Thinking traps can be re-framed into positive prompts. Once you notice the negative self-talk or thinking trap, a good idea is to write it down and then look at re-framing it.

For example: “Everyone else is better than me” can be re-framed to “what can I learn from students who passed these exams”. “I am not intelligent enough” can be re-framed to “what are my strengths that will help me succeed in these exams the next time”. “I will never pass these exams” can be re-framed into “what have I done in the past to achieve success in my exams”.

Control, Influence and Accept
It is useful to consider what can you control, influence, and accept having failed your exams. It may take some time and can be very difficult, but a good place to start is to accept what has happened. There is no changing the past.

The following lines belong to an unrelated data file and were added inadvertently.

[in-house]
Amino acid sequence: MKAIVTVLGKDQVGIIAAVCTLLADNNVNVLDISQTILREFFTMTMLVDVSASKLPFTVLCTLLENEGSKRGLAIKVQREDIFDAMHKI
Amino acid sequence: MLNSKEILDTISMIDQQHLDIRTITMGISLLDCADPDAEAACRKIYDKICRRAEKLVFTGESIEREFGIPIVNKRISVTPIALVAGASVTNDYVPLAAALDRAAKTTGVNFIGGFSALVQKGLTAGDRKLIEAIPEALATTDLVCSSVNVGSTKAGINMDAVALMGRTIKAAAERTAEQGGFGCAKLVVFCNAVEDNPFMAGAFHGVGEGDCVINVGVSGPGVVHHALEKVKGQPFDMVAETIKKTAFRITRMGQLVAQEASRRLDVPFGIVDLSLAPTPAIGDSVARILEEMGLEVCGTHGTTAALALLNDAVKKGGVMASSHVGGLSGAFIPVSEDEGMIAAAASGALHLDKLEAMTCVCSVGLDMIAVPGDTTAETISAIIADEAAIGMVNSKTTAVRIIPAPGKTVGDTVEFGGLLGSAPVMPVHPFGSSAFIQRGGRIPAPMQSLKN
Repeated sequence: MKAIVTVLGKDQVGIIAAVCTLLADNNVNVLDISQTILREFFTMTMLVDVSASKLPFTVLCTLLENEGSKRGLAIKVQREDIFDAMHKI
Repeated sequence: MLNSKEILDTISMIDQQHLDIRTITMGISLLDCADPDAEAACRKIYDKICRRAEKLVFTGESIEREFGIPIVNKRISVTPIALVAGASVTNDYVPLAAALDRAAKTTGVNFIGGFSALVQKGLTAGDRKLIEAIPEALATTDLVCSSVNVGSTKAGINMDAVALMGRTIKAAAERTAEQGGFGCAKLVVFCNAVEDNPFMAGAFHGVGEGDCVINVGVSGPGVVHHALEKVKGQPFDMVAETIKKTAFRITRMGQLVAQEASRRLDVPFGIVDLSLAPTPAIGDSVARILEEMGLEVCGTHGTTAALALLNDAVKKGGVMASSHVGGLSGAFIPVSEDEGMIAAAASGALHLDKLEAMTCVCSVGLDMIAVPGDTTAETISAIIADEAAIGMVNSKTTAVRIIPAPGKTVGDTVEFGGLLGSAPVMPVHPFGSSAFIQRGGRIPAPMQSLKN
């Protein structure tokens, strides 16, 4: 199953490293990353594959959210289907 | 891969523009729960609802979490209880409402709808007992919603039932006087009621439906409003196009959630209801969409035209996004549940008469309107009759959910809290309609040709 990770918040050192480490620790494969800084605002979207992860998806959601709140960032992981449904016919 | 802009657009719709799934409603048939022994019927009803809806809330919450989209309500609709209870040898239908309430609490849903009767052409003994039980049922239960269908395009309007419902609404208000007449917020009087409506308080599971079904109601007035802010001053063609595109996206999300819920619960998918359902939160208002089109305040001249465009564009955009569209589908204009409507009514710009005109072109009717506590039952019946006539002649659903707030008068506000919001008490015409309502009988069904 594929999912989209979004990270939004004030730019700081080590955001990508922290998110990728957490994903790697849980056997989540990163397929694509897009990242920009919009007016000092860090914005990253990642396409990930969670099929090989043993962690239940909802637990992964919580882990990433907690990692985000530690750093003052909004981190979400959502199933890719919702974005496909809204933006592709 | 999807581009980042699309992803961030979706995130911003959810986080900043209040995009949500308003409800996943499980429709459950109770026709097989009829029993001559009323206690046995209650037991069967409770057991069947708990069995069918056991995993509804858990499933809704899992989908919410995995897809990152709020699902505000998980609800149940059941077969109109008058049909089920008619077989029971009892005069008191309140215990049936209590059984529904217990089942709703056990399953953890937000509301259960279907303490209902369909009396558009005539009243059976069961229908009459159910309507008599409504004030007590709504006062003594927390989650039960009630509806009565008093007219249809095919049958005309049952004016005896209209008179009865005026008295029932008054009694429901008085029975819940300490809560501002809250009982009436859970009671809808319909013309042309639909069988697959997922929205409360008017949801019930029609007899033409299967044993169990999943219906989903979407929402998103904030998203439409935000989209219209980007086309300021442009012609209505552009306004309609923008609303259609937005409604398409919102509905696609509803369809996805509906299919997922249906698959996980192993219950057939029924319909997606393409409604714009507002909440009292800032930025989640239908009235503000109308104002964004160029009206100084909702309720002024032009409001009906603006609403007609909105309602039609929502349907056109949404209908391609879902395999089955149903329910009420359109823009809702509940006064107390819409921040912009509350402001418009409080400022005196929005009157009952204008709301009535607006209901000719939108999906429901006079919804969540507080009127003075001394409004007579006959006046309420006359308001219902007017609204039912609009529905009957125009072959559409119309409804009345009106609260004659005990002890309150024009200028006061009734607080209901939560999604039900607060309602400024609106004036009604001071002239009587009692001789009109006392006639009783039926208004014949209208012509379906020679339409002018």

Next consider what is in your control. As a student you can control your attitude and behaviours. What you do next is within your control. How you approach your repeat exams is within your control. How you study for your repeat exams is within your control.

Some self-reflecting questions to ask yourself are:

  • What are the issues or elements of the situation you can control?
  • What can you do about this?
  • Who can support you with this?

Consider what or who you can influence to support you with repeating your exams.

  • What influence do you have?
  • What are the elements of this situation you can’t control but you can influence?
  • If you have control and or influence, what action can you take?
Be open to changing your approach.